In our study, we also found more than one-third of articles incorrectly warned that too much sitting cancels out the benefits of exercise.

This is contrary to recent research showing high levels of moderate intensity physical activity (about 60–75 min a day) seem to eliminate the increased risk of early death associated with high levels of sitting time (eight hours a day or more).

This rigorous study, analysing data from one million adults, also found this high activity level reduces, but does not remove, the increased risk linked to high levels of TV-viewing.

Yet, this study does not appear among the research resources on the Get Australia Standing campaign website, which appears to promote the message that it doesn’t matter if you are physically active, if you sit a lot you are doing yourself harm.

How realistic are the recommendations anyway?

Regardless of the media reporting of the guidelines, we need to ask ourselves how realistic the guidelines are.

The recommendations may be premature and hard to put into practice given that studies involving motivated participants have only managed to reduce the time spent sitting by 77 minutes in an eight-hour work day.

Workers may use sit-stand desks and they may reduce sitting time but the evidence is not yet in to show this produces detectable health benefits, at least in the short term. And standing too long at work has been linked to an increased risk of heart disease.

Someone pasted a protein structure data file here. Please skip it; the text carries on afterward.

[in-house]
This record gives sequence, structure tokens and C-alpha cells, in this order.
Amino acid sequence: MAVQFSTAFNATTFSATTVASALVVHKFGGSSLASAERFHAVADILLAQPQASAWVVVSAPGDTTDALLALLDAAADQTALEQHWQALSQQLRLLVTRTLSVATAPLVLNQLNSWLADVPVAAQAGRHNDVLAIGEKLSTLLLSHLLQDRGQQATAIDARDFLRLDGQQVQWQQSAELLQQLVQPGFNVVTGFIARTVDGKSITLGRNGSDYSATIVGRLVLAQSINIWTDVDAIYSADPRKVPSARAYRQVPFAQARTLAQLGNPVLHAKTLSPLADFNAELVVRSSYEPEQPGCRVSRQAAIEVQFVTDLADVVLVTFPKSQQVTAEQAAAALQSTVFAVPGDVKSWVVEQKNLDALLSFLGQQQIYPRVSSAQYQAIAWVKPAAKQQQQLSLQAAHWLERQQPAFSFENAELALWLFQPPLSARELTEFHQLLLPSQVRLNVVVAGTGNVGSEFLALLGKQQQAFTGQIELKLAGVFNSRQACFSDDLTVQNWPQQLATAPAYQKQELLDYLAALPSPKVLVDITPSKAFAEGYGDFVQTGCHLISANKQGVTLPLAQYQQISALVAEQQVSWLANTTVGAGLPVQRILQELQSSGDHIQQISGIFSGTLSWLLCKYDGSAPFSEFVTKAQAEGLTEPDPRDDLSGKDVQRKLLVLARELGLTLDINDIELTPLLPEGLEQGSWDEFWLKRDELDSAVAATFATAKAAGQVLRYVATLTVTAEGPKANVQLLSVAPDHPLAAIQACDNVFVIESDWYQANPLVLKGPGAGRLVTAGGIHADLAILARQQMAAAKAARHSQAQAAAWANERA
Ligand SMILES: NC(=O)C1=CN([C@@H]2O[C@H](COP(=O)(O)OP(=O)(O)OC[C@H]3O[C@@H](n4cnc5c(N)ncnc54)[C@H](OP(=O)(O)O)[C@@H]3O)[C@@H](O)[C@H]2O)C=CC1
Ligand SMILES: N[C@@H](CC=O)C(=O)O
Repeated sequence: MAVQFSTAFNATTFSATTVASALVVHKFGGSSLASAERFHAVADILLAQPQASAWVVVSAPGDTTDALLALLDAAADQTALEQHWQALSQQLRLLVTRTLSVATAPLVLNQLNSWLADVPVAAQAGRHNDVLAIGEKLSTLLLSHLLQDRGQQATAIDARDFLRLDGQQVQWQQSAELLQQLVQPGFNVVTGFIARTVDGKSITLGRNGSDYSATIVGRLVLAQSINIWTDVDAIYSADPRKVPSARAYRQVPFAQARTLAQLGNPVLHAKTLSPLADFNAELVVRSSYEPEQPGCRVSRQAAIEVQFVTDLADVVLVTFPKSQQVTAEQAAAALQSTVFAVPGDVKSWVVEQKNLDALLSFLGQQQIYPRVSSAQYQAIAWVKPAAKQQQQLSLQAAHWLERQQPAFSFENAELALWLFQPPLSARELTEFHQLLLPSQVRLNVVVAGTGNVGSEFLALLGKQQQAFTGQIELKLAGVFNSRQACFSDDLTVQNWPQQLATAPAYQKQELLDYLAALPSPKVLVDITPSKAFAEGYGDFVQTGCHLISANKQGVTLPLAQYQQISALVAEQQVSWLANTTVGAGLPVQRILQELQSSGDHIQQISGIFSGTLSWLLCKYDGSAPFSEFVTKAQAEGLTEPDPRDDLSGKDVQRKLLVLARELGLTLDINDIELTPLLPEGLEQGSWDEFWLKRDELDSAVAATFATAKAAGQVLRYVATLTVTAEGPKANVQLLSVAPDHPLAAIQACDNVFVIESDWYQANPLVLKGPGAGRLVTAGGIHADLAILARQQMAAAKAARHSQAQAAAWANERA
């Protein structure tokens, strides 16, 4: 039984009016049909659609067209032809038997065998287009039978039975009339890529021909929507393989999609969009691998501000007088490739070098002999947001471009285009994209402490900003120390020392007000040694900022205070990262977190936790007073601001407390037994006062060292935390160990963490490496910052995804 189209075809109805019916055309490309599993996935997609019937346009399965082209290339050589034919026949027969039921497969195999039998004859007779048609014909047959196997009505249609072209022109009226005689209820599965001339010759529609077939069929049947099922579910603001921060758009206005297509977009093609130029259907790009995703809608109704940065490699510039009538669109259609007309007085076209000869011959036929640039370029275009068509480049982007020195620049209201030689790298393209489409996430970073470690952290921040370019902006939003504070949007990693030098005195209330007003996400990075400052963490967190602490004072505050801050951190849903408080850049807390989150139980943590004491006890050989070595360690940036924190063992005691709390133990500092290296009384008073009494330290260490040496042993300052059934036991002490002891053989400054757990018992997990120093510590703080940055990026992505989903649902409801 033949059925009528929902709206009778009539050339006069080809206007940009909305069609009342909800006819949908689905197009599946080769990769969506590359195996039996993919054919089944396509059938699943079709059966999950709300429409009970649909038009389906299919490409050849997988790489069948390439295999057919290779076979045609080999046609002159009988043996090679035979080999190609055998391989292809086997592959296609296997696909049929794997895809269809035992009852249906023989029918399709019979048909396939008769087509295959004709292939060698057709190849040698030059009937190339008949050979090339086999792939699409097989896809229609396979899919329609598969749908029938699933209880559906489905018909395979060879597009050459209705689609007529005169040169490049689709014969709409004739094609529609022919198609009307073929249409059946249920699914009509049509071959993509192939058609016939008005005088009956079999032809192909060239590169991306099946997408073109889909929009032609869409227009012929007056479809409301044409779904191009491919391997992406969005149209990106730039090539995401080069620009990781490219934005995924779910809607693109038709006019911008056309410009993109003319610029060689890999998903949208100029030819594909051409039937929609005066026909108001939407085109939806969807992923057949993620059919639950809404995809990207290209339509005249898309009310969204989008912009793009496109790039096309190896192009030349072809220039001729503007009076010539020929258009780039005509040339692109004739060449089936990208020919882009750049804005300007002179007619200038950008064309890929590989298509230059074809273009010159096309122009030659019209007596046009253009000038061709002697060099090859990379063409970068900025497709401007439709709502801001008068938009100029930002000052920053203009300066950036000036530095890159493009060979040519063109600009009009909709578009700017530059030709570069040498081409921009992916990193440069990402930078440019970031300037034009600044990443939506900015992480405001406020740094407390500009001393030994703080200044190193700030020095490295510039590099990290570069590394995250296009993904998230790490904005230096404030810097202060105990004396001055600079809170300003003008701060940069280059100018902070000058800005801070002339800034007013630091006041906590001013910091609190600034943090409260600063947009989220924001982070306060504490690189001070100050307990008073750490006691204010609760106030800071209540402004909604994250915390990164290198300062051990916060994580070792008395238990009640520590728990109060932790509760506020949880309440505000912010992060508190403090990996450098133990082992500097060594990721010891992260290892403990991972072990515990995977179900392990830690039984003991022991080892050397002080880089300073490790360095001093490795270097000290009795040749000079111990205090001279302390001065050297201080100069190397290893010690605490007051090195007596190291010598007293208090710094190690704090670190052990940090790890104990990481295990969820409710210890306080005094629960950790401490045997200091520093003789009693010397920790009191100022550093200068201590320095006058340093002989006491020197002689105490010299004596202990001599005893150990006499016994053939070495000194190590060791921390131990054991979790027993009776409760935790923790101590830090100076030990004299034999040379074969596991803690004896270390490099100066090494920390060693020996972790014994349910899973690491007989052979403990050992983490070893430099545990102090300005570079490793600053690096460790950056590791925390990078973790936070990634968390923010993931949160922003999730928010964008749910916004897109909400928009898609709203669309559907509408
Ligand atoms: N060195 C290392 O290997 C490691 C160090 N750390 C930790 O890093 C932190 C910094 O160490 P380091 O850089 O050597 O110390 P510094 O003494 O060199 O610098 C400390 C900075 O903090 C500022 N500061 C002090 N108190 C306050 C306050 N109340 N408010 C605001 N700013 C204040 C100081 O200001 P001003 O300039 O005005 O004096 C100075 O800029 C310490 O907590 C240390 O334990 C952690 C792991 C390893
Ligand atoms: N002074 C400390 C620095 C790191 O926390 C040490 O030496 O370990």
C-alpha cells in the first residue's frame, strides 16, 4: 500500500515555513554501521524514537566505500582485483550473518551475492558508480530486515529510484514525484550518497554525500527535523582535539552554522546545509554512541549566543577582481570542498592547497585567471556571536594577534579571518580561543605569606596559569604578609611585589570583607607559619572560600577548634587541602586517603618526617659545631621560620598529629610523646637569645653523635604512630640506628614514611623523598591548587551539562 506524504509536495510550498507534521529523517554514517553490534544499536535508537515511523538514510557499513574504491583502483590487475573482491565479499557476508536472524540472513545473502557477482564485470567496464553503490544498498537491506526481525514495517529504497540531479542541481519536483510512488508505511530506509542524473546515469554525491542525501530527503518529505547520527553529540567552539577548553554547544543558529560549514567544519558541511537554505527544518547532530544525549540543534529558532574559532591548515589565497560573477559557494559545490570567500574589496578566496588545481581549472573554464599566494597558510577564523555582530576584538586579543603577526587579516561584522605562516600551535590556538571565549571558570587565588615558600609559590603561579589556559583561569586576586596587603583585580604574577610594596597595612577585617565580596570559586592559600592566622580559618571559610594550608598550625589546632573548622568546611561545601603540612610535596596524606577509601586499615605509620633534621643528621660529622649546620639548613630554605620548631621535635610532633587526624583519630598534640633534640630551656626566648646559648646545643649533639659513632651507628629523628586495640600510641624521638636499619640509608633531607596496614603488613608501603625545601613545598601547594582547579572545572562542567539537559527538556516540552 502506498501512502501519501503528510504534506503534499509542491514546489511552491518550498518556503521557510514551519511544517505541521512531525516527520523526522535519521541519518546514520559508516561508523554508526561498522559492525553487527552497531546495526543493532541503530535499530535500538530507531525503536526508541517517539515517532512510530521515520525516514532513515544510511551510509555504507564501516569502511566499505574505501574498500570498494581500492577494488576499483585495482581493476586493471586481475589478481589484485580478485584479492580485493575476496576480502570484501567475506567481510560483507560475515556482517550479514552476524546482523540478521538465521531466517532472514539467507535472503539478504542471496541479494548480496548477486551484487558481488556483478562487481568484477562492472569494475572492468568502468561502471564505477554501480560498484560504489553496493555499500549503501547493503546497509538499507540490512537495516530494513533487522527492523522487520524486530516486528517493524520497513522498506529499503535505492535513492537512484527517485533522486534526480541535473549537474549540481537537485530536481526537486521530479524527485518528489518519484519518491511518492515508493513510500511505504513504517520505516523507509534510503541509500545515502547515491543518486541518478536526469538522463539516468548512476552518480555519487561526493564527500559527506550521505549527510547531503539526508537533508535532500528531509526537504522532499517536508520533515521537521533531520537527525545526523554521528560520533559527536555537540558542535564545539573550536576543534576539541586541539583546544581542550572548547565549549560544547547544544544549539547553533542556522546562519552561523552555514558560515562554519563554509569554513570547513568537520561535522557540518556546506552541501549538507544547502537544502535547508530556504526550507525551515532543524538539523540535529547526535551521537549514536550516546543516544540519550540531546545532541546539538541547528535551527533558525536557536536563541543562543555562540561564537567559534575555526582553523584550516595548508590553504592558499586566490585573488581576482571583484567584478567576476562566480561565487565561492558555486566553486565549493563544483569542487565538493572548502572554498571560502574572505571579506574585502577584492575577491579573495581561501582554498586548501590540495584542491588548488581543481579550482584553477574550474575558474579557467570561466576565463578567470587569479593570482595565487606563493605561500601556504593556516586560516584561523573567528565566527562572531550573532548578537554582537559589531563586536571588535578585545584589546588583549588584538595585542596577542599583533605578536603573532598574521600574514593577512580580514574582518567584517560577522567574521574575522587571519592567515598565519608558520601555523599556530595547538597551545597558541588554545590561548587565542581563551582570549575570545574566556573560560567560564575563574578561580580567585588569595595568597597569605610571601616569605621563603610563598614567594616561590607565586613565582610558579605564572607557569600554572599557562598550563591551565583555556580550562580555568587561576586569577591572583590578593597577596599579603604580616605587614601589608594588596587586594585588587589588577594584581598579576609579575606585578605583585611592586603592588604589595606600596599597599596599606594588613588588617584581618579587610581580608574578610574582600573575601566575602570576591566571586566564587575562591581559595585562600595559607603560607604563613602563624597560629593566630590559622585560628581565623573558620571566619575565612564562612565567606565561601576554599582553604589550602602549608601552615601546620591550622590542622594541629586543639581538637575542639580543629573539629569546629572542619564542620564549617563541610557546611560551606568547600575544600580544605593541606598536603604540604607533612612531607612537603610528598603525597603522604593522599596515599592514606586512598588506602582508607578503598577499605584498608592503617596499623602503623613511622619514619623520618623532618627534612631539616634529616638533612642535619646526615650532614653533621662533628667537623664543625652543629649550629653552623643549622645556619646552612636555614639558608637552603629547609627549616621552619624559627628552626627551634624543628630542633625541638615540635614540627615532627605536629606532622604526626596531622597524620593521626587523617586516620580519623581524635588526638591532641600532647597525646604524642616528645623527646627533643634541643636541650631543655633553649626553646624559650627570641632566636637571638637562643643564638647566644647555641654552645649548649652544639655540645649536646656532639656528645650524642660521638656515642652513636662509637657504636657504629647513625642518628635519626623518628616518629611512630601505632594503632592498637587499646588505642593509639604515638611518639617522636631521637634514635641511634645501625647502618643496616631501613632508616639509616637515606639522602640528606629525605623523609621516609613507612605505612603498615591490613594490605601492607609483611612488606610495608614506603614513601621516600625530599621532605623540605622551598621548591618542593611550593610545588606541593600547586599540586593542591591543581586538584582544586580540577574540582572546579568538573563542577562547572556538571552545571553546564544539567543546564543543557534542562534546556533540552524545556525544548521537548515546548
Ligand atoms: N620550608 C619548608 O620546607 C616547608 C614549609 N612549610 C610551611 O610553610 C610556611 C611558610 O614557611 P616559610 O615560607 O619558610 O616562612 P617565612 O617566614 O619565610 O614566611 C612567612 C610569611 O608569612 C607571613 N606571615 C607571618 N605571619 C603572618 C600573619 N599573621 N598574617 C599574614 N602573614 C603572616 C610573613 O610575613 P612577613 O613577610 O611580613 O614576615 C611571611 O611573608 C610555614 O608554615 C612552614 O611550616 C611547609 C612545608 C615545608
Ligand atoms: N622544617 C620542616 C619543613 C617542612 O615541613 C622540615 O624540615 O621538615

The guidelines also contrast with recently updated Australian national physical activity guidelines.

These make general recommendations to sit less and break up periods of uninterrupted sitting because the experts conclude the evidence does not point to a specific amount of sitting time at which harm begins.

Given the evolving research field and the vested interests, we need to pay attention to sitting time, standing, and physical activity levels as well as the role of industry players and their contribution to advice on health.

Catriona Bonfiglioli is Senior Lecturer, Media Studies, at the University of Technology Sydney. Josephine Chau is Lecturer in Prevention and Research Fellow in Public Health at the University of Sydney.

This piece originally appeared on The Conversation.

Facebook Comments